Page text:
ALEXANDRIA, S.D. — It was just a normal Friday morning for Sandy Steinberg until it came time to cook breakfast.

“At first glance I thought I had broken the yolk,” the Alexandria, S.D., woman said.

But what she had actually just cracked open was a quadruple-yolk egg. According to the British Egg Information Service, the odds of discovering a quadruple-yolker are a staggering one in 11 billion, according to a news release from Dakota Layers.

Sandy Steinberg, of Alexandria, discovered a quadruple-yolk egg in the batch of eggs she purchased from County Pride in Mitchell recently. According to the British Egg Information Service, the odds of finding a quadruple-yolk egg are one in 11 billion. (Submitted Photo)
Sandy Steinberg, of Alexandria, discovered a quadruple-yolk egg in the batch of eggs she purchased from County Pride in Mitchell recently. According to the British Egg Information Service, the odds of finding a quadruple-yolk egg are one in 11 billion. (Submitted Photo)

Steinberg grew up on a farm in South Dakota and spent many hours as a kid washing eggs before taking them to a store in Alpena, S.D., in exchange for groceries. Now 70 years old, Sandy, along with some fellow church goers, accepted a request to bake cookies as part of a gift basket for the elderly. After purchasing a few extra Dakota Layers eggs from County Fair Food Store in Mitchell, she decided to fry a couple for breakfast.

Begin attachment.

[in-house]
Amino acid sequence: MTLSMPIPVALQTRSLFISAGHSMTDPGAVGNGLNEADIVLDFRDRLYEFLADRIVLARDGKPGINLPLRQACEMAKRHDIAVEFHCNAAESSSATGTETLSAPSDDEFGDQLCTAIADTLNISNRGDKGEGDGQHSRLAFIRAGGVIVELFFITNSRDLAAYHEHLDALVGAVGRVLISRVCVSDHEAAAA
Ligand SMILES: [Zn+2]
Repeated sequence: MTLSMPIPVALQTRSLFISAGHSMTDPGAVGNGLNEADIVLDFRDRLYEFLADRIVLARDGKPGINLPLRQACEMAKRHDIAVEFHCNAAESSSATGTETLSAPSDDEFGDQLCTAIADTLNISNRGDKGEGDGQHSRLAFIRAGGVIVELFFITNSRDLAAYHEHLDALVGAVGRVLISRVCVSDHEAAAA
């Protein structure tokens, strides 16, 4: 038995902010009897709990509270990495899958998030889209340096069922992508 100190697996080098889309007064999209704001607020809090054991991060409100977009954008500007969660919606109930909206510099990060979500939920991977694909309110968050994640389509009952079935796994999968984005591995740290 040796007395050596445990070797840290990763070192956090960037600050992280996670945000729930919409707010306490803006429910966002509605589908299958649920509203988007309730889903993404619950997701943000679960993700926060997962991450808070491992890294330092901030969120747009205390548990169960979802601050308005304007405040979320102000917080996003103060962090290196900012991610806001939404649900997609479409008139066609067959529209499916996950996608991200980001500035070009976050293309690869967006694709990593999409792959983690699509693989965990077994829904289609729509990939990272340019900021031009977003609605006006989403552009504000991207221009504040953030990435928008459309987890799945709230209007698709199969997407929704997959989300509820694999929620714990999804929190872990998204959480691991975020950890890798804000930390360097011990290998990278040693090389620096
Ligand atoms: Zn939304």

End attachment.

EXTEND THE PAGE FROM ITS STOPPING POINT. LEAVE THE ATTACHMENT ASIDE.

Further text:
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“So overwhelmed that I received that gift; I grew up on a farm, and raised chickens myself for years, so I realize how rare it was,” Steinberg said.

Sandy Steinberg, of Alexandria, discovered a quadruple-yolk egg in the batch of eggs she purchased from County Pride in Mitchell recently. According to the British Egg Information Service, the odds of finding a quadruple-yolk egg are one in 11 billion. (Submitted Photo)
Sandy Steinberg, of Alexandria, discovered a quadruple-yolk egg in the batch of eggs she purchased from County Pride in Mitchell recently. According to the British Egg Information Service, the odds of finding a quadruple-yolk egg are one in 11 billion. (Submitted Photo)